Karen Wittaker: a fresh look at the National Trust
Afternoon all. I wanted to share Karen Wittaker's story with you today, a complete convert! Gone are her days of chit chatting at the office watercooler (just to grab that extra bit of exercise) now Karen spends her time out and about on the South Downs, soon to become a National Park don't you know, what's more she invited me down to the area to show me what Saddlescombe farm and the surrounding area are doing to help reconnect people with the outdoors.
"I'd like to tell you my story about how my perception of the National Trust has changed and how I see the Great Outdoors as my new favorite place to be. Already a keen power kiter and lover of picnics and kayaking, but I soon discovered a whole new aspect to the countryside.
Although I knew about the National Trust before I joined them. Of course it's a well-loved organisation; those nice people who look after big country houses and have lots of tea and cake on offer in their tea-rooms. I didn't think I would be part of it and putting one of their nice car stickers in my car window – well not yet anyway. Don't get me wrong, I had visited plenty of their historic houses and yes, I had had a very enjoyable day out. But little did I know what amazing places, spaces, walks, talks and events they offered in the countryside.
There was so much happening on my doorstep that I didn't know about.
Like most people I worked in an office, a very groovy one in Brighton, but redundancy came along and my life was about to change. I was working in communications for the Arts Council writing for the web and e-newsletters and knew I wanted to try something different and get out of the office environment.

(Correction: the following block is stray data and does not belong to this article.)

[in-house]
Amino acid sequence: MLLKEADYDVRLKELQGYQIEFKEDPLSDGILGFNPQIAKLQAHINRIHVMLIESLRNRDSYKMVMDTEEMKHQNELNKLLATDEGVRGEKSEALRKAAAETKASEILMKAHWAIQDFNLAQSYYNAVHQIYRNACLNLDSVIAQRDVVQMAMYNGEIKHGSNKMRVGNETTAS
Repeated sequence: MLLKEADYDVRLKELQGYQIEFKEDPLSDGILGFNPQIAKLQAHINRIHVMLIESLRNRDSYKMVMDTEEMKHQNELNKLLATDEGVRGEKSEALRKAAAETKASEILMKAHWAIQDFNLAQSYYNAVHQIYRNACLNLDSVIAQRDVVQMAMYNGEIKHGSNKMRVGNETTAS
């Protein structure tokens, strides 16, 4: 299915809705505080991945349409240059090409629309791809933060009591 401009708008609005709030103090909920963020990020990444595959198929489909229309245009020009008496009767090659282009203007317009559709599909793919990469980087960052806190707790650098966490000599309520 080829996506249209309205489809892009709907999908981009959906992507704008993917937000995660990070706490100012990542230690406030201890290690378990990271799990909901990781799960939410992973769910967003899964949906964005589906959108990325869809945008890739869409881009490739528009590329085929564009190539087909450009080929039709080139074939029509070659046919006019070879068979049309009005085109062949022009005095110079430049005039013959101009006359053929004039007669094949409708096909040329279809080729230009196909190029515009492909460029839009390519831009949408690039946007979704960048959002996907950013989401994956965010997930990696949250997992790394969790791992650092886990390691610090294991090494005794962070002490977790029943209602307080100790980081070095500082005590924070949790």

I found out more about the National Trust when I applied for a role as a 'Web developer and assistant countryside warden'. The last part sounded really fun!
I got the job and started project managing the new pages for the countryside sites. I met all the wardens and listened to what they were offering on the 628 hectares of open access land from East to West Sussex. I wrote about the cycling, walking, talks and events, together with great education activities that they offered. Their days are packed, they are experts at looking after the land, woodlands and cattle. In addition to writing about the countryside, Graham Wellfare, the Senior warden soon had me herding sheep and Llamas up the hill, riding across the South Downs on the back of a quad bike or 'hoovering' the Dyke!
This was more like it. What a great days work!
Working at one of the most beautiful places on the south coast (I may be a little biased!) Saddlescombe Farm was such a change. I didn't even know the farm existed and it is only seven miles from Brighton. Memories of office life soon faded, even making tea was different, filling up the kettle for tea in the old Tudor kitchen, rather than the nice pink carpeted glass walled office.
When I read about Leni and Outdoor Nation I couldn't wait to invite her to come to the South Downs to see for herself how much fun could be had here. She was soon enjoying it as much as I do. Zorbing down the hill (in a giant blow up hamster ball), flying over the downs and hearing about the high adrenalin activities on offer like mountain boarding, cycling, kayaking and power kiting. But it's not all about sports there are fabulous places for all to enjoy, take a stroll with a picnic and just admire the views.
The National Trust are really moving with the times, with facebook, twitter, flicker, blogs and new web site pages, there are loads of ways to find out more and get involved – be sure to keep an eye on what's going on near you. Remember, spending time in the countryside is free, fun and healthy."
Leni, Roaming Reporter, March 21 2011
Originally posted on Outdoor Nation
Original post here (opens in new window)